Trainers, the new Pokémon Raid Format has arrived!
Earlier this year, the Pokémon Company officially recognized and introduced several new alternative playstyles for the Pokémon Trading Card Game in its Alternative Play Handbook.
Among these, the GLC format and the Raid Boss format are two of the advanced formats that have most players excited!
What is the Raid Format?
As previously reported, the GLC format was created and popularized by Andrew Mahone, one of the biggest names in the Pokémon community. To see the Pokémon Company canonizing Mahone’s format in such an official way is a big win for Mahone and the community at large!
In contrast, The Pokémon Company created the Raid format, and it stands in testament to Pokémon’s ever-growing creativity and resolve to, dare I say it – evolve -the Pokémon brand. It is a team-based game style that pits 1 to 5 players against a beefed up Raid Boss Pokémon.
First, players must decide which Pokémon they will challenge. Players may choose to use any of the V-Union cards or oversized cards. The handbook notes that some of these may be significantly more challenging than others, so choose wisely!
Once an opponent is chosen, players must build the raid deck for the boss. The handbook includes a list of recommended cards for the boss to use. However, players may opt to build their own deck completely. Once formed, this deck will sit face down next to the Raid Boss. Following this, players shuffle their decks and set up their board states as they would in the standard format.
Player Turn & Gameplay Changes
With a new playstyle comes new mechanics, rules and game states!
One example of change is the mulligan. In the standard format, when a player draws no basic Pokémon at the beginning of the game, they show their opponent their hand. Following this, they shuffle their cards back into their deck, and draw again. The opponent then draws one additional card for every mulligan that occurs.
In this format, should a player fail to draw a basic Pokémon, they follow the same protocol but the Raid Boss does not get to draw any extra cards.
In the standard format, a player may only play one supporter card during their turn. In the Raid format, this is still true. However, each player gets to play one supporter per turn, and all players will resolve their turn before the Raid Boss gets a turn. Basically, this means that the group may play as many supporters per turn as there are players in the group, each turn (4 players means up to 4 supporter cards!). Additionally, players may opt to play a supporter card in support of a teammate, rather than on themselves.
As players work through their turn and complete attacks, damage counters stack up on the boss. However, this damage does not take effect until the end of the Raid Boss’ turn.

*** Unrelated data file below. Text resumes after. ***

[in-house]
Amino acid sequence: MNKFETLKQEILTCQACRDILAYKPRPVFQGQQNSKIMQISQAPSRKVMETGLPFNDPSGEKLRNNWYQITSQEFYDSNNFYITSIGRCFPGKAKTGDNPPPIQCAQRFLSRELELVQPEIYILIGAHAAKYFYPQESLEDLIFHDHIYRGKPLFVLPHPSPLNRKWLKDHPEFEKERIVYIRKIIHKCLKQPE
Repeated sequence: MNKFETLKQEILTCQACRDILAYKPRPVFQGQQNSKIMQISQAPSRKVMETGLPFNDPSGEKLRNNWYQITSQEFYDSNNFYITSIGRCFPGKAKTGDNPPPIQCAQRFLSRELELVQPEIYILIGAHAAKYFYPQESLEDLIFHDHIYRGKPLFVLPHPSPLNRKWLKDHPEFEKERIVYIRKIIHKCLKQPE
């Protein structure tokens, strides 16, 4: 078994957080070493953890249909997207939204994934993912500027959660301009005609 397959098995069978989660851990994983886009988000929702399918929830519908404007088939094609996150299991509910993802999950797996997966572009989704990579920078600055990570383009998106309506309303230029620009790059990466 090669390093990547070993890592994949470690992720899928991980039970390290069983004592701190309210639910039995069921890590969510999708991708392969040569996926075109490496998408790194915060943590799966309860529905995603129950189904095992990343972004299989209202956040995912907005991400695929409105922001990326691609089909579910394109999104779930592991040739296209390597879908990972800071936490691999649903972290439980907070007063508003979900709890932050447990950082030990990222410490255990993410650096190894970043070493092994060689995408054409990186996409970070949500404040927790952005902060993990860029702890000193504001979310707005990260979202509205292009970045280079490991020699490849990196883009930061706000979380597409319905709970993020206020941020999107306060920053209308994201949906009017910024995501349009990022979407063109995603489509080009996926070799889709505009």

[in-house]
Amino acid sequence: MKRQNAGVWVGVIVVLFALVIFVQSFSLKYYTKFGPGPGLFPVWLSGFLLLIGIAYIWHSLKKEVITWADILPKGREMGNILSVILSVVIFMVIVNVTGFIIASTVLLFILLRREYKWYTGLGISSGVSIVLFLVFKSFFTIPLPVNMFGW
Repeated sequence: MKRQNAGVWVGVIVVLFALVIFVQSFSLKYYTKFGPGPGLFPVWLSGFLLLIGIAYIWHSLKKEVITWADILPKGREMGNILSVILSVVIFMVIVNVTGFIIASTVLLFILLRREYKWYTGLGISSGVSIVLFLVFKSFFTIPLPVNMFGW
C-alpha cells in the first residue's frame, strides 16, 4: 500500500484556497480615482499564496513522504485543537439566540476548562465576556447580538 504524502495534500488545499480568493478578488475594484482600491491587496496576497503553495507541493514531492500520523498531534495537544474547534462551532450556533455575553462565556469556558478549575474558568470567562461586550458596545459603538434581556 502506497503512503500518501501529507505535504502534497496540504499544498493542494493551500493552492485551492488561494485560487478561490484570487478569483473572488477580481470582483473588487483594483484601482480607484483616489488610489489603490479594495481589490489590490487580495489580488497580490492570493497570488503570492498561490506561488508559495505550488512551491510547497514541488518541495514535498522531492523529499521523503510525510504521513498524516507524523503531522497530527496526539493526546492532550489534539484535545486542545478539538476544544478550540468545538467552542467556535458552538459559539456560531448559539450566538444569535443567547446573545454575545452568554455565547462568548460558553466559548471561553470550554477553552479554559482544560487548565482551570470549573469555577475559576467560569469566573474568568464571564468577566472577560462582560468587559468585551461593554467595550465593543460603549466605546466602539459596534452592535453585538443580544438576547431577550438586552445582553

Once all players have completed their turns, and the damage has been counted, the Raid Boss begins its
assault on the players turn.
Raid Boss Turn
To begin, the Raid Boss will draw one card from its deck, and one additional card for each player.
Next, it resolves each card one at a time, including the effects of each card as it is played. For example, let’s say the Raid Boss first draws and plays Hop, whose effect is to draw 3 cards. It will then draw 3 more cards, play each of those in sequence, and then return to playing any cards drawn after Hop. Essentially, the boss can end up resolving a ridiculous number of cards each turn!
All energy drawn by the boss is immediately attached to it, and all attacks are powered by colorless energy. Any tool card or stadium drawn will replace any currently in play.
Raid Boss Attack
After resolving all of its cards, it begins its attack phase. In order to determine which attack a Raid Boss will use, players evaluate which attacks it has enough energy to use, and roll a dice to determine at random which one to use. Following the attack, discard the number of energy cards used for the attack.
This is where the real pain begins! The Raid Boss’ attack hits all players with full damage and effects, and the attacks can include GX attacks and VSTAR powers. These can be used repeatedly, which could absolutely wallop the player team!
Following this attack, the Raid Boss’ turn comes to an end. Any damage that was not healed during its turn will then be calculated.
We’re in the Endgame Now
When a player’s active Pokémon is knocked out, that player takes the prize cards that the attacker would normally take. This means a V or Vmax loss would cause the player to draw 2 or 3 cards, respectively. If a player does not have enough prize cards left to draw, they are out of the game. When all players are out of the game, the Raid Boss wins.
In order to come out victorious, players’ aim is to send all of the enemy’s cards to the Lost Zone. To calculate the number of cards to remove from play each turn, players divide the the damage on the Raid Boss by the number of players multiplied by 10, and then round this down.
Let’s crank out some numbers. Let’s say there are 4 players and that they did 420 damage to the boss during their turn. Our equation becomes 420 divided by (4×10). This yields 10.5. We round this down and conclude the turn by sending 10 of the Raid Boss’ cards to the Lost Zone. Phew.
This is a broad overview that covers the bulk of how to set up and play the new format. If you’d like to learn more, check out the handbook and try a few rounds!
While there have been many different formats for play over the years, the Raid format is certainly a very unique approach to playing the Pokémon TCG. Formats like expanded, GLC and others retain the same general feel of the game, but this one definitely shakes things up in a drastic way and I, for one, am here for it!
It has been super exciting to see The Pokémon Company working diligently to refresh the the game, and I can’t wait to see what they cook up next!